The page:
Doctors in India have developed a new male-contraceptive injection that would provide men with years of fertility control and has been found to be safe, effective, and easy to use in human trials. But although the injection would ease the contraceptive burden on women and cut down on birth-control costs, drugmakers are showing “little interest” in the discovery.
As Bloomberg reports, the new male-birth-control method — called reversible inhibition of sperm under guidance (RISUG) — is 98 percent effective at preventing pregnancy, doesn’t have any major side effects, and could cost as little as $10 in poor countries. Invented by Sujoy Guha, a biomedical engineer in India, RISUG uses a polymer gel that’s injected into sperm-carrying tubes in the scrotum and acts as a buffer to sperm. It can be reversed with a second shot that breaks down the gel, and after years of successful human trials, scientists are set to submit it for regulatory approval in India soon.
The affordable method could take a sizable chunk out of the $10 billion market for female contraceptives and the $3.2 billion market for condoms worldwide, two areas that are currently dominated by pharmaceutical giants Pfizer Inc., Bayer AG, and Merck & Co. That could be why drugmakers aren’t rallying to support RISUG. (Representatives for those companies also told Bloomberg that they aren’t actively researching male birth control.) In fact, only a U.S. nonprofit has stepped up to help with the development of the technology so far.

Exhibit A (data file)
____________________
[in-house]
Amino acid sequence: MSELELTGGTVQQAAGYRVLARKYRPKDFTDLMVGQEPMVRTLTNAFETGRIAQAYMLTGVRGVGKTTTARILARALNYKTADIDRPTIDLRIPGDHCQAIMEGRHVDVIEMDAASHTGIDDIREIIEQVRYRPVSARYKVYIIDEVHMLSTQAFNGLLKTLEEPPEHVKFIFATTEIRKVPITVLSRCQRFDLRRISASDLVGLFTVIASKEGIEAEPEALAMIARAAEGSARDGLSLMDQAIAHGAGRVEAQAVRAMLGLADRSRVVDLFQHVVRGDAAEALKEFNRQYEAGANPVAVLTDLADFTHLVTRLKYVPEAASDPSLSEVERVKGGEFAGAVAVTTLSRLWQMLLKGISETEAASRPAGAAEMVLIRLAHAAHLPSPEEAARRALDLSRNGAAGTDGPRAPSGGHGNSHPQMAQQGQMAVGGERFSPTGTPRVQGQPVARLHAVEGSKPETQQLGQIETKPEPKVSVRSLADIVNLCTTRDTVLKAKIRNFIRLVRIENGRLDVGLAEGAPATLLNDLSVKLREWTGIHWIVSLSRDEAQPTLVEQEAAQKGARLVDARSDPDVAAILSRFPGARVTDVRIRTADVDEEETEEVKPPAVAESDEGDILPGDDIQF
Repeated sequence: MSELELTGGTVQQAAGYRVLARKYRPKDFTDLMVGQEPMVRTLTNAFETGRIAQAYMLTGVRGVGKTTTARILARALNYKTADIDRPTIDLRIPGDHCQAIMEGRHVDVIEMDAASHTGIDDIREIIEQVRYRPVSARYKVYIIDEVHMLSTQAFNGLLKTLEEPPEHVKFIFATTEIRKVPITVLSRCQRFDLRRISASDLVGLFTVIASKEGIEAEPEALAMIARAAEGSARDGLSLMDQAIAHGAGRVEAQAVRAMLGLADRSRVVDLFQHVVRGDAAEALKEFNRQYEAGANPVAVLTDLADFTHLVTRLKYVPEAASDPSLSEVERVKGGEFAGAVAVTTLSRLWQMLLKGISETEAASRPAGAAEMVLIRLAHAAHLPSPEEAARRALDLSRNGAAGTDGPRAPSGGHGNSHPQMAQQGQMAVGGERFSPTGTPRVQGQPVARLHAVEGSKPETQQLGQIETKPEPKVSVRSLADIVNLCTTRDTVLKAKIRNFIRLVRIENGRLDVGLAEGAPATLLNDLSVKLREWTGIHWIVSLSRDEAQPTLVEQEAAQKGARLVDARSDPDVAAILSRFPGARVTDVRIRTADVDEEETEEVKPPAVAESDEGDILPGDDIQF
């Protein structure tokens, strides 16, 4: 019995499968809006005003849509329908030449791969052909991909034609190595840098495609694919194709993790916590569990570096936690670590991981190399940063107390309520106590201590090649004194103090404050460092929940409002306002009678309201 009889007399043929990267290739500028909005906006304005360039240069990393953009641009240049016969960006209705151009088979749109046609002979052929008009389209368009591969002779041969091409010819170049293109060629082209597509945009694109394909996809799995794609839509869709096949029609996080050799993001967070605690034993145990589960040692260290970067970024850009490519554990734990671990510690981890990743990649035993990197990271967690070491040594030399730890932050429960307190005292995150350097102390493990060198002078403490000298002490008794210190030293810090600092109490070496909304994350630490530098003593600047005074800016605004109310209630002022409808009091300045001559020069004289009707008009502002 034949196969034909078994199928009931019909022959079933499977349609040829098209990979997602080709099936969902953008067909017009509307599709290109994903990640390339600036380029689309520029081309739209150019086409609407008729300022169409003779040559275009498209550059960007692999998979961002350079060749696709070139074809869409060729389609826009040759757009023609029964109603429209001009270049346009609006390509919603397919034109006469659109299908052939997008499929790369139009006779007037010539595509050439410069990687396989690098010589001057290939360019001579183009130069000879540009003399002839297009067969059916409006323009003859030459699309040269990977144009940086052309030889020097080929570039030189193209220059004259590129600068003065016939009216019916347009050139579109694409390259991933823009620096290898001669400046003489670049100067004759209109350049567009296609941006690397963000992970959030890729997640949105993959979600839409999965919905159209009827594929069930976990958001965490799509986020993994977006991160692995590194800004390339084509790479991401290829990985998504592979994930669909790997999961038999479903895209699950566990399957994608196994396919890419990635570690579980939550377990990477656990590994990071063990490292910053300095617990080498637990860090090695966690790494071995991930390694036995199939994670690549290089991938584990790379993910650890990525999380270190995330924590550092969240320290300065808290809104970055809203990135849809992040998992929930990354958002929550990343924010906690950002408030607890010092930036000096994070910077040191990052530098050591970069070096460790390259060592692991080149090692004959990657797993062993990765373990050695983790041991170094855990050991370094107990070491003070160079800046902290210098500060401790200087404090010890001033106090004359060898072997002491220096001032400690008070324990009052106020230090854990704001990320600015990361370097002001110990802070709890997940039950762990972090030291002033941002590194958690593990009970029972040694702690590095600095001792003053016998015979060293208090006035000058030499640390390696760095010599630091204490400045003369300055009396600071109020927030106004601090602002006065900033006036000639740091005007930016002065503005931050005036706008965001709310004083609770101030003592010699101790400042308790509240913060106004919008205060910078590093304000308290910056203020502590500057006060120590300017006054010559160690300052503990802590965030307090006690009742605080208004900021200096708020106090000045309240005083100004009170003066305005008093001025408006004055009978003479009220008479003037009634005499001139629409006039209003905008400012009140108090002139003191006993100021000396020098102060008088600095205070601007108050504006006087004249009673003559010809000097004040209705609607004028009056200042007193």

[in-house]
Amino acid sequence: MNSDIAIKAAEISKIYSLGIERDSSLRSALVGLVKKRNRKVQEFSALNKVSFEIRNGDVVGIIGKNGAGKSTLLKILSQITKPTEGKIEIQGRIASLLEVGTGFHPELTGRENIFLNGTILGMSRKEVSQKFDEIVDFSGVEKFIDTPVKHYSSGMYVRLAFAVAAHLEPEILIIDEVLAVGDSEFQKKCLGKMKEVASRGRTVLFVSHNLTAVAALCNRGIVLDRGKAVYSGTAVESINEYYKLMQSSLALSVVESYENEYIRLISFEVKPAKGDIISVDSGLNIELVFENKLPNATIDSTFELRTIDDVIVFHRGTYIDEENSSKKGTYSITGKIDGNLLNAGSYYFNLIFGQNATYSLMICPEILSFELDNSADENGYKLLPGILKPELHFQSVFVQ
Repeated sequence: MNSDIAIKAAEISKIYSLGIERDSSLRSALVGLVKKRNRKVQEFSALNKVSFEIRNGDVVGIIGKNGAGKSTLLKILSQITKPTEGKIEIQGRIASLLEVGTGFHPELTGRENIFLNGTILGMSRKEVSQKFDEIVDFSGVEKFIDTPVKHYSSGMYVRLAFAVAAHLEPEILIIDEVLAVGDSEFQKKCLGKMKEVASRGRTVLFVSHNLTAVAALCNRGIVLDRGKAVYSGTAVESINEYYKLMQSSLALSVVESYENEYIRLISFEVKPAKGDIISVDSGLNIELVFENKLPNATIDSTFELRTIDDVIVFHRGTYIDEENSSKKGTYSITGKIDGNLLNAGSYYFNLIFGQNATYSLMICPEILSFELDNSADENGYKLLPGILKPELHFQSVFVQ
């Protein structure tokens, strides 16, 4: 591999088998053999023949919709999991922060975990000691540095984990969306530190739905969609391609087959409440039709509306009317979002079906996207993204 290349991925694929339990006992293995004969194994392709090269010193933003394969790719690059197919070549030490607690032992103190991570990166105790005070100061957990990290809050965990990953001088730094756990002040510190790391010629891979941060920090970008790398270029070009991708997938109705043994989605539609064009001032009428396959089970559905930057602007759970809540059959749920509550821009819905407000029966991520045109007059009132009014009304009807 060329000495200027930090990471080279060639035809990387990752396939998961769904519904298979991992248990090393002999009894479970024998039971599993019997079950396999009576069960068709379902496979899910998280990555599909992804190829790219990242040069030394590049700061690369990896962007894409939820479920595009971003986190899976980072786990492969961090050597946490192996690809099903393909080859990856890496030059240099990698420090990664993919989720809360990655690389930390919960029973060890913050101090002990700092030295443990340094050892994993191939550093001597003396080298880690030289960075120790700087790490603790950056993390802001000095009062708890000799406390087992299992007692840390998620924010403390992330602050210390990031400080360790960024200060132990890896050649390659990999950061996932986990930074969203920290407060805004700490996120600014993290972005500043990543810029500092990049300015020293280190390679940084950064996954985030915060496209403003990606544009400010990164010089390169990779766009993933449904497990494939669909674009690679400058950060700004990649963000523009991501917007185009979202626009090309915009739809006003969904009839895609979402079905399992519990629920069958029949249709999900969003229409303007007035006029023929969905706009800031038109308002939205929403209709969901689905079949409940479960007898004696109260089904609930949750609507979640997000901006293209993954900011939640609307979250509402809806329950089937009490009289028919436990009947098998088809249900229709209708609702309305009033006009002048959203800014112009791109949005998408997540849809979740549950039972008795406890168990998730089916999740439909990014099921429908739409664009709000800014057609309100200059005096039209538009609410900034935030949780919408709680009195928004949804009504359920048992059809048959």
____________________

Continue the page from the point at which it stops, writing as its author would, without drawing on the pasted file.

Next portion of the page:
“The fact that the big companies are run by white, middle-aged males who have the same feeling — that they would never do it — plays a major role,” said Herjan Coelingh Bennink, a gynecology professor who helped develop the contraceptives Implanon and Cerazette as head of research and development in women’s health for Organon International from 1987 to 2000. “If those companies were run by women, it would be totally different.”
The burden of contraception largely falls on the shoulders of women across the world. According to the World Health Organization, nearly 225 million women around the world have unmet contraceptive needs, and a United Nations report found that almost 60 percent of married women used birth-control pills or another form of modern contraception in 2015. On the other hand, only 8 percent of women in the UN report relied on their male partner using condoms.